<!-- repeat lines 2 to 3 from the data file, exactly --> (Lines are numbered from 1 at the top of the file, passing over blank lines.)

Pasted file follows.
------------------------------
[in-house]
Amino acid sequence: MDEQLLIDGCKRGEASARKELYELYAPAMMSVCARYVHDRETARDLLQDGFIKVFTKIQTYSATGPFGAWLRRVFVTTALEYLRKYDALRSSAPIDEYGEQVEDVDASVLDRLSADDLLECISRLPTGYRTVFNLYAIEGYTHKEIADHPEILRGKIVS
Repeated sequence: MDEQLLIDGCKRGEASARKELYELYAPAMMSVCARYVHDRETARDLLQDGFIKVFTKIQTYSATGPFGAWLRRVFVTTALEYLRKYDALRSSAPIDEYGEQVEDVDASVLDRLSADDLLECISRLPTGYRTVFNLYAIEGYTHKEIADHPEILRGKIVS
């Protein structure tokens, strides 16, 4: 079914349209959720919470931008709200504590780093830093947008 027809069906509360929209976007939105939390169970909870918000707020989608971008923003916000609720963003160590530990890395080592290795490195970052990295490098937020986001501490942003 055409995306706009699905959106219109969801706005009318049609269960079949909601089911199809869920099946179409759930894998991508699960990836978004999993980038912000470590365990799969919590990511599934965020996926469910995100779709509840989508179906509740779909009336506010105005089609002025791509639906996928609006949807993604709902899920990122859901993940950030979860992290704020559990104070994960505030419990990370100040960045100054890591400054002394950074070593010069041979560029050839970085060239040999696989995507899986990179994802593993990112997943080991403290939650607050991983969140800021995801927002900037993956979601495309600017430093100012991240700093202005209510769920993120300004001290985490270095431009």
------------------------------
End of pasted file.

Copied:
Amino acid sequence: MDEQLLIDGCKRGEASARKELYELYAPAMMSVCARYVHDRETARDLLQDGFIKVFTKIQTYSATGPFGAWLRRVFVTTALEYLRKYDALRSSAPIDEYGEQVEDVDASVLDRLSADDLLECISRLPTGYRTVFNLYAIEGYTHKEIADHPEILRGKIVS
Repeated sequence: MDEQLLIDGCKRGEASARKELYELYAPAMMSVCARYVHDRETARDLLQDGFIKVFTKIQTYSATGPFGAWLRRVFVTTALEYLRKYDALRSSAPIDEYGEQVEDVDASVLDRLSADDLLECISRLPTGYRTVFNLYAIEGYTHKEIADHPEILRGKIVS